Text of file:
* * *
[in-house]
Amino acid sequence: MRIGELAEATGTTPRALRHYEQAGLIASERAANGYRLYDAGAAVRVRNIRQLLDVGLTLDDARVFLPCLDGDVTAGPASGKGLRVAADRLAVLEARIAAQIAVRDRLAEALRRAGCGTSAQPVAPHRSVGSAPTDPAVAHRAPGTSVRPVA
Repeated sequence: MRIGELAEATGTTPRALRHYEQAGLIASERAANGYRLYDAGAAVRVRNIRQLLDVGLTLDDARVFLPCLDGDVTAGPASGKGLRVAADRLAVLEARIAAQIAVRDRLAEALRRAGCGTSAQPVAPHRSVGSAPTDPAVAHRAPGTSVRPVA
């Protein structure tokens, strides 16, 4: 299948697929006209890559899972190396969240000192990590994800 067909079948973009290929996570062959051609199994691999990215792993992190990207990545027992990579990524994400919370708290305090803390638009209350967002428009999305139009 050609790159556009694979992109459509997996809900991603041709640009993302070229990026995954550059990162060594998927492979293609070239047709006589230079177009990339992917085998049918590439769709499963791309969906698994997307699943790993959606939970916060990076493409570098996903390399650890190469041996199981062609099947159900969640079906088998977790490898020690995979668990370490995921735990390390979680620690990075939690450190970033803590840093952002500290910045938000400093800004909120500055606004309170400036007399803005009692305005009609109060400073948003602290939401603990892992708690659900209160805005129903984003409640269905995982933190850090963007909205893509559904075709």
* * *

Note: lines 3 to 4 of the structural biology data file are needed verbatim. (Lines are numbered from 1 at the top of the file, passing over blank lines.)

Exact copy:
Repeated sequence: MRIGELAEATGTTPRALRHYEQAGLIASERAANGYRLYDAGAAVRVRNIRQLLDVGLTLDDARVFLPCLDGDVTAGPASGKGLRVAADRLAVLEARIAAQIAVRDRLAEALRRAGCGTSAQPVAPHRSVGSAPTDPAVAHRAPGTSVRPVA
């Protein structure tokens, strides 16, 4: 299948697929006209890559899972190396969240000192990590994800 067909079948973009290929996570062959051609199994691999990215792993992190990207990545027992990579990524994400919370708290305090803390638009209350967002428009999305139009 050609790159556009694979992109459509997996809900991603041709640009993302070229990026995954550059990162060594998927492979293609070239047709006589230079177009990339992917085998049918590439769709499963791309969906698994997307699943790993959606939970916060990076493409570098996903390399650890190469041996199981062609099947159900969640079906088998977790490898020690995979668990370490995921735990390390979680620690990075939690450190970033803590840093952002500290910045938000400093800004909120500055606004309170400036007399803005009692305005009609109060400073948003602290939401603990892992708690659900209160805005129903984003409640269905995982933190850090963007909205893509559904075709």